Now I know, I know, by turning the front to the back and not adjusting the side seams makes the skirt a wee bit too wide in the back and not wide enough in the front. But all you pattern nazi’s – shove off! This is what refashioning’s about.


1. Sew sleeve cuff placket closed by topstitching the open side down to the sleeve, using the same color thread, spi, and seam allowance as the other side of the placket (which is likely topstiched). We don’t want that sleeve slit opening up! (Repeat for other sleeve)

2. Place sleeves, right sides together, with the (former) cuff edges together. Sew cuff edges together, matching placket lines, leaving a 3/8″ seam allowance. Open – you’ll see that the sleeve cuff plackets create this sort of faux “vest” appearance in the back of the bodice.
The front of the bodice is more complicated, since unless you’re extremely tiny (and using an XL or larger shirt], there won’t be enough fabric to go around. We’re going to have to salvage fabric from other parts of the shirt and sew it into the bodice. First, wrap the bodice around your top, remembering that it needs to be slightly loose in order to get it on. If the two end of your shirt sleeves (i.e., the sleeve caps) can meet in the center with a 3/8″ overlap for seam allowance, this is how we’ll do it below: (If they don’t meet, you’ll have to calculate how much fabric you’ll need to add and then cut out a piece from your shirt top to fill it in.)
a) You’ll need two pieces of fabric, roughly triangles. First pin your sleeve caps together (right sides together) and b) trim your seam allowance straight so we know what we’re working with.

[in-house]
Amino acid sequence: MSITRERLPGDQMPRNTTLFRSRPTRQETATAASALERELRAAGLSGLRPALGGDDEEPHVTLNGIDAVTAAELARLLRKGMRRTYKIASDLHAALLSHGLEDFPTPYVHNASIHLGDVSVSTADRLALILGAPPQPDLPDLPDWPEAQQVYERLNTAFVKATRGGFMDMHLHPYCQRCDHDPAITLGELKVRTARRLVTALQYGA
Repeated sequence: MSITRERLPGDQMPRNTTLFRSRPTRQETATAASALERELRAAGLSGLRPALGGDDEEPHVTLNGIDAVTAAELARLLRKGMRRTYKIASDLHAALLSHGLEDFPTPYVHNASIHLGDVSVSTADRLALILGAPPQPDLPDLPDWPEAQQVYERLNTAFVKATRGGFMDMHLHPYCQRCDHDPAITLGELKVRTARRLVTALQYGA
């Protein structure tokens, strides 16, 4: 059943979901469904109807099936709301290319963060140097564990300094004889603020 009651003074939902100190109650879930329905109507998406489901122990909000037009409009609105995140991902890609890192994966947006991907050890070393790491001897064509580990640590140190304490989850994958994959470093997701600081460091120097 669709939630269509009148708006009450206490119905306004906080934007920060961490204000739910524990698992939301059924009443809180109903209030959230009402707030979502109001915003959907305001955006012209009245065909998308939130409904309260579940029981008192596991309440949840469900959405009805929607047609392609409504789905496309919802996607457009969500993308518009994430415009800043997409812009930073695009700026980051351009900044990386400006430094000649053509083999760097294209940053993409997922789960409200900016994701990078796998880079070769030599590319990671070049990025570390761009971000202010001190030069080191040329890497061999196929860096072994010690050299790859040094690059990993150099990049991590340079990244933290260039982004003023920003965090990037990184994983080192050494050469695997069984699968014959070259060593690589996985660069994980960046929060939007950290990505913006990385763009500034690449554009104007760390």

c) [Just to explain, if you open the sleeves flat (keeping pins in there), you’ll see two big gaps at the top and bottom of your bodice. We’re trying to cut two pieces of fabric to fill in those gaps.] Now you can probably get each piece of fabric from each side of the shirt top. You might be able to get both from one side.

In any case, now’s the time to cut off one (or both) of the shirt top front pieces from the shirt top back. Fold the piece in half, and matching stripes/pattern, place your pinned sleeves on top, matching pin line to fold line.

d) Trace around the edge of your sleeve cap for the lower gap (onto the shirt top front fabric below). Draw a straight line from the sleeve edge all the way to the fold of the shirt front fabric. Move your shirt sleeve so you can get the best placement for the next piece of fabric – do the same for the upper gap. Take off the sleeve.
Add 3/8″ seam allowance around your tracing on the sleeve cap part only. Then cut each piece out, cutting through both layers of the folded shirt top fabric.
e) Remove pins from shirt sleeves and separate. Take one fabric gap-filler and pin one side of the triangle to one side of one of your sleeve cap, leaving 3/8″ seam allowance. Sew, stopping at dot in picture (3/8″ from edge of sleeve cap below). Place other sleeve cap underneath in a similar manner, this time folding the 3/8″ SA under the line you just sewed. Stitch filler to second sleeve cap, again stopping at center dot. This should create a filler sewn to the top of the two sleeve caps – that are still not connected to each other down the CF line. Their 3/8″ seam allowance should still be free and have no stitches tacking it down to the filler piece. I hope that makes sense.